A productive feature of medieval culture was the intersection of poetics and philosophy. In these strikingly parallel cases, Platonic philosophy supplied the means to express a religious worldview that focuses particularly—whether in Christian or in Islamic terms—on how the individual soul can come to experience the divine presence. Avicenna began to interpret the literal journey metaphorically or even mystically, understanding the singular ascent of the Prophet as a model for the journey that every soul must make toward God. This text, known as the Libro della Scala (or Book of the Ladder) was widely disseminated, providing a vision of the layered heavens that would inspire European Christian writers, including Dante. The influence of Islamic literature was felt not only through the exalted union of philosophy and theology with poetics but also on a more mundane, vernacular level. The vibrant tradition of frame-tale narratives, in which an outer layer organized a series of nested narratives that are contained within the frame like the layers of an onion, had a long history in the Mediterranean region. The genre took off in Persian and Arabic literatures. Other collections and their frame-tale form served as the inspiration for many European manifestations of the genre.


The Invention of the West

The idea of the West as a synonym for Christian Europe—which seems so natural and familiar to modern readers—did not even begin to emerge until the late Middle Ages. Christian European Jews were only sporadically tolerated, and Muslims were virtually unknown. Latin was used for religion and politics. Latin’s cultural hold was stronger: medieval Christians used it exclusively to compose their philosophical and scientific works, while both Arabic and Persian functioned as languages of literature and learning for Muslims. Beginning in the 9th century, however, and with increasing frequency from the 12th century onward, vernacular languages such as English, French, German, Italian, and Spanish became more common vehicles for poetic composition.

The medieval map, with its deeply religious imaginative geography and central focus on Jerusalem, illuminates the ways in which the repeated cycles of European warfare around the Mediterranean and into the Middle East—called “Crusades,” after the cross (Latin crux) sewn by the warriors onto their garments—functioned not just as actual military campaigns, but also as symbolic assaults designed to reclaim control of the spiritual homeland of the medieval Christian. The Crusades functioned mainly as opportunities for economic development and international cooperation among the nations of Europe, helping to unify these disparate Christian nations through their shared opposition to the Muslim enemy. Anti-Muslim violence in the form of crusades was therefore closely linked with the persecution of Jews and the early emergence of anti-Semitism. The opposition of Christian and non-Christian, so fundamental to the ideology of the crusades, permeates the epic literature of the Middle Ages. Metaphorically, the victory of Christian over pagan is presented as a template for all holy war.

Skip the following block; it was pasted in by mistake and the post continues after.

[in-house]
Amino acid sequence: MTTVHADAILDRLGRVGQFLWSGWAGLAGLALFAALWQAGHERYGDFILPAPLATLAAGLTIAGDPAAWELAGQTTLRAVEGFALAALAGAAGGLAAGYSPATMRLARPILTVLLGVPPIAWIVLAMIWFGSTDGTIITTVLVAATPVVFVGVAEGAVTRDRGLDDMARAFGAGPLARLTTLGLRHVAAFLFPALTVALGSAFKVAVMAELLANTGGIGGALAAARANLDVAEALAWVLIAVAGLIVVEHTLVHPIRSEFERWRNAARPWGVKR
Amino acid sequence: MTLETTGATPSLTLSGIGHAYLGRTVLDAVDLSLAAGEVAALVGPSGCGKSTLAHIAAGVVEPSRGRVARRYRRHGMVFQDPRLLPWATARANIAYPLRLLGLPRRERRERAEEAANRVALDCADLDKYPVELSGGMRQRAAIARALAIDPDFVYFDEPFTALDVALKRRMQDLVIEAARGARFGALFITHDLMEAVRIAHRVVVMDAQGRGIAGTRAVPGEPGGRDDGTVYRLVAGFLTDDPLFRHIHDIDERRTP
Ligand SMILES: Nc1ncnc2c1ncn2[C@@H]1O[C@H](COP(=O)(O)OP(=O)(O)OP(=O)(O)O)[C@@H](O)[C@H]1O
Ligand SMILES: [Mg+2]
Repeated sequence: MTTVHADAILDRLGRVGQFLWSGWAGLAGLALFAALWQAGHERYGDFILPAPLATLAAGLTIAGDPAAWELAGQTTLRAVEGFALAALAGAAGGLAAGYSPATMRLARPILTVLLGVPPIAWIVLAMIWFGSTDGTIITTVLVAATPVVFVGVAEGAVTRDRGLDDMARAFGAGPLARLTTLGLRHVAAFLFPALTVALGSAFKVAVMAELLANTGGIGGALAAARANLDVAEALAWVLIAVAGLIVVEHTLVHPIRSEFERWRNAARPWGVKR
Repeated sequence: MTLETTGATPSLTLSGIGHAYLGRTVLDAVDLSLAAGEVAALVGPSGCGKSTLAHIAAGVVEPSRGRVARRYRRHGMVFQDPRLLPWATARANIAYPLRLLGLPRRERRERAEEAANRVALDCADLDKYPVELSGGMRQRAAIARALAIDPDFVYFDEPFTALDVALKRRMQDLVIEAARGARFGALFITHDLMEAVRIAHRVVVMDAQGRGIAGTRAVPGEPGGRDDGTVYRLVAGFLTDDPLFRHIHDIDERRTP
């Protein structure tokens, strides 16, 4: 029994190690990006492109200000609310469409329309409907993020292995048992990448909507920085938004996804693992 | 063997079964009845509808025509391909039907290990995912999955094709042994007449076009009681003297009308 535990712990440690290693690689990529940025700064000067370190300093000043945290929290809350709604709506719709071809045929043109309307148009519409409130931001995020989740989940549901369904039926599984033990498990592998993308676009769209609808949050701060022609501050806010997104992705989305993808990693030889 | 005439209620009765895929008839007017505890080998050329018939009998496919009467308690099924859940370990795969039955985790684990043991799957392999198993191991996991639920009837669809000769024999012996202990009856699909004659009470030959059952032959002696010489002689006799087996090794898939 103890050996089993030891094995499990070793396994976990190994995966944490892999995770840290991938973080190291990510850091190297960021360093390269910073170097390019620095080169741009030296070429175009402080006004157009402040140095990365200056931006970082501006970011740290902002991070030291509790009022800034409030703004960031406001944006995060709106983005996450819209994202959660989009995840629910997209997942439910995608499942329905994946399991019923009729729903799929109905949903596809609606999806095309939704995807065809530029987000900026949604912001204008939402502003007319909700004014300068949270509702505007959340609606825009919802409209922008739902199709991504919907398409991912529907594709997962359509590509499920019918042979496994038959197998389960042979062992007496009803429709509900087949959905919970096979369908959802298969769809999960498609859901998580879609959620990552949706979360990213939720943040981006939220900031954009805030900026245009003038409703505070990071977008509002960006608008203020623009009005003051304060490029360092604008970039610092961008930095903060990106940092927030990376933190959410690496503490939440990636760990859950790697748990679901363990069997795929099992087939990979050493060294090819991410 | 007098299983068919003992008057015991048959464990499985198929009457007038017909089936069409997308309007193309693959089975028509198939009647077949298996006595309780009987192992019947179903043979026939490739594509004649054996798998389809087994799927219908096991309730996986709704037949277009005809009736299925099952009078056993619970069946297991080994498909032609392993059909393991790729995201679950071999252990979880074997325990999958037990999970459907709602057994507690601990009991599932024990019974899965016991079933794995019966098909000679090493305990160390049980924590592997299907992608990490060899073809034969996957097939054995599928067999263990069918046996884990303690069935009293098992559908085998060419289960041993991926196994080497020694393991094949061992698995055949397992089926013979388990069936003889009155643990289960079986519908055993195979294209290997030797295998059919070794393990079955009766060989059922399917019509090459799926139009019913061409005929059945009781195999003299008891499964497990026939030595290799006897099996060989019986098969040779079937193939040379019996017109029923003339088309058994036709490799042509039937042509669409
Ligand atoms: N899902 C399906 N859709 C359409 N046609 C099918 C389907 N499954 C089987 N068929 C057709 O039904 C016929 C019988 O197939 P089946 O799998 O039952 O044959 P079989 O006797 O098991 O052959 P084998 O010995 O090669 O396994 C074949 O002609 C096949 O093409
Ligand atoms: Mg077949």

The epic genre began to emerge, originally in oral form. Epic, whether in England or in Persia, creates a sense of national identity by evoking a common historical origin, but it also grafts upon the rootstock of native myth new forms of identity—especially religious forms imported from outside the borders of the nation. Epic is often opposed to romance: the former is portrayed as a masculine genre dedicated to the deeds of knights and the matters of war; the latter as a feminine genre that focuses on the relations of the lady and her lover, confined to the domestic sphere of the court. Both genres, which rose to prominence in the 12th century, share the idealized image of the knight: if he expresses his chivalry on the field of battle, the work is epic, but if his prowess is displayed in the private space of the bedchamber, the work is romance. The French origins of the romance genre are closely tied to the emergence of French as a literary language. Latin was unquestionably the primary language of scholarly learning, but vernacular or spoken languages increasingly came to be the first choice for poetic composition. In the 12th century, French was the first of the European languages to be elevated in this way; by the 14th century, other vernaculars had also begun to be widely used. Latin was still trying to hold on and expand out into literature. Petrarch is considered Renaissance—and used early 14th century Latin and Italian. Boccaccio is considered medieval—mid-14th century Italian/Latin. The example of these two contemporaries illustrates the ways in which period divisions, like geographical divisions, sometimes obscure the profound continuities that underlie literary history.

Even medieval authors longed for classical antiquity, even though we associated this idea with the Renaissance. While we can read Boccaccio, Chaucer, and Christine de Pizan in the context of the emergence of Latin humanism, they can also be seen as central participants in the late medieval European flowering of the frame-tale genre. Transmitted from India to Persia, then disseminated throughout the Islamic world and across the Mediterranean, frame-tale narratives such as the Thousand and One Nights were widely popular, both in written and in oral form. Petrus Alfonsi’s work is just one of the first in a long series of frame-tale narratives. The age of Boccaccio and Chaucer also witnessed the rise of yet one more genre centered on the crossing of cultural boundaries: the travel narrative.

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I'm a doctor of philosophy in Literary and Cultural Studies which makes me interested in everything! I possess special training in text analysis, African American literature, Women and Gender Studies, American lit, World Lit and writing. I work as an assistant professor of English in Memphis.